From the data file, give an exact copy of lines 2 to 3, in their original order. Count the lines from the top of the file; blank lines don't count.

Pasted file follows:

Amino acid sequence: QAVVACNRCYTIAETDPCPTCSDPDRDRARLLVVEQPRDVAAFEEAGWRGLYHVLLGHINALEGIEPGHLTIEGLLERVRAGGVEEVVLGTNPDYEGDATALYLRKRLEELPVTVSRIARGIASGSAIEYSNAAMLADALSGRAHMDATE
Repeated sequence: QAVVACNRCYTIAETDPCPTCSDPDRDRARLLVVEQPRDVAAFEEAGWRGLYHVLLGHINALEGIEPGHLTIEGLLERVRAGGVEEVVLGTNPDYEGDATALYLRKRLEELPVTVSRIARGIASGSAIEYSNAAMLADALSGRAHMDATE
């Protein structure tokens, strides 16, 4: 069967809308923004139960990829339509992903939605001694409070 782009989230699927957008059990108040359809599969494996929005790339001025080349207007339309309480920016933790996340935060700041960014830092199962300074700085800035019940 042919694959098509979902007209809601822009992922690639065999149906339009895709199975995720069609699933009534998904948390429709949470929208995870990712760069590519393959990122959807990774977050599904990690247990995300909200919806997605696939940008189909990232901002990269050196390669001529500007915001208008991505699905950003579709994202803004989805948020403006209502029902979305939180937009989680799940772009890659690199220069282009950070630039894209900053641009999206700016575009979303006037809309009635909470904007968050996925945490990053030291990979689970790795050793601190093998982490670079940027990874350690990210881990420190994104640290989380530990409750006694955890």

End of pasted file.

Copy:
Repeated sequence: QAVVACNRCYTIAETDPCPTCSDPDRDRARLLVVEQPRDVAAFEEAGWRGLYHVLLGHINALEGIEPGHLTIEGLLERVRAGGVEEVVLGTNPDYEGDATALYLRKRLEELPVTVSRIARGIASGSAIEYSNAAMLADALSGRAHMDATE
């Protein structure tokens, strides 16, 4: 069967809308923004139960990829339509992903939605001694409070 782009989230699927957008059990108040359809599969494996929005790339001025080349207007339309309480920016933790996340935060700041960014830092199962300074700085800035019940 042919694959098509979902007209809601822009992922690639065999149906339009895709199975995720069609699933009534998904948390429709949470929208995870990712760069590519393959990122959807990774977050599904990690247990995300909200919806997605696939940008189909990232901002990269050196390669001529500007915001208008991505699905950003579709994202803004989805948020403006209502029902979305939180937009989680799940772009890659690199220069282009950070630039894209900053641009999206700016575009979303006037809309009635909470904007968050996925945490990053030291990979689970790795050793601190093998982490670079940027990874350690990210881990420190994104640290989380530990409750006694955890």